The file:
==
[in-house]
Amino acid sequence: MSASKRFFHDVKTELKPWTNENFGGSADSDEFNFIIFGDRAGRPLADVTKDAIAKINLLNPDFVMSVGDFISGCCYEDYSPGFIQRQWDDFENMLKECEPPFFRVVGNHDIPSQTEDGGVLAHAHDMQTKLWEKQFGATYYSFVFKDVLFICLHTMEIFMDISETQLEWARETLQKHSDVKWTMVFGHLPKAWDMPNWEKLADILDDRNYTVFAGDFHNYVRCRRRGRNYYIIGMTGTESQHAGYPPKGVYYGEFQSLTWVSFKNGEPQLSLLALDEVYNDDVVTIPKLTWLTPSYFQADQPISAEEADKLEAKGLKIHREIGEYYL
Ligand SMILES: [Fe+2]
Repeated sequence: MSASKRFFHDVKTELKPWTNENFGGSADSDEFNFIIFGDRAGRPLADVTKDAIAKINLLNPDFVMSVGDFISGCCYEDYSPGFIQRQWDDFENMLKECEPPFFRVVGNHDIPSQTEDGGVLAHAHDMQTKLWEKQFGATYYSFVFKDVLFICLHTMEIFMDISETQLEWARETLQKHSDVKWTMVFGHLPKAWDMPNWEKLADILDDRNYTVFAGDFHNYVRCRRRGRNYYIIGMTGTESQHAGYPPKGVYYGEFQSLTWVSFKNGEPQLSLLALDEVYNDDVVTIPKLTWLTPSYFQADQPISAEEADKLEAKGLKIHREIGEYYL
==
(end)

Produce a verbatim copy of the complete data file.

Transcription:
[in-house]
Amino acid sequence: MSASKRFFHDVKTELKPWTNENFGGSADSDEFNFIIFGDRAGRPLADVTKDAIAKINLLNPDFVMSVGDFISGCCYEDYSPGFIQRQWDDFENMLKECEPPFFRVVGNHDIPSQTEDGGVLAHAHDMQTKLWEKQFGATYYSFVFKDVLFICLHTMEIFMDISETQLEWARETLQKHSDVKWTMVFGHLPKAWDMPNWEKLADILDDRNYTVFAGDFHNYVRCRRRGRNYYIIGMTGTESQHAGYPPKGVYYGEFQSLTWVSFKNGEPQLSLLALDEVYNDDVVTIPKLTWLTPSYFQADQPISAEEADKLEAKGLKIHREIGEYYL
Ligand SMILES: [Fe+2]
Repeated sequence: MSASKRFFHDVKTELKPWTNENFGGSADSDEFNFIIFGDRAGRPLADVTKDAIAKINLLNPDFVMSVGDFISGCCYEDYSPGFIQRQWDDFENMLKECEPPFFRVVGNHDIPSQTEDGGVLAHAHDMQTKLWEKQFGATYYSFVFKDVLFICLHTMEIFMDISETQLEWARETLQKHSDVKWTMVFGHLPKAWDMPNWEKLADILDDRNYTVFAGDFHNYVRCRRRGRNYYIIGMTGTESQHAGYPPKGVYYGEFQSLTWVSFKNGEPQLSLLALDEVYNDDVVTIPKLTWLTPSYFQADQPISAEEADKLEAKGLKIHREIGEYYL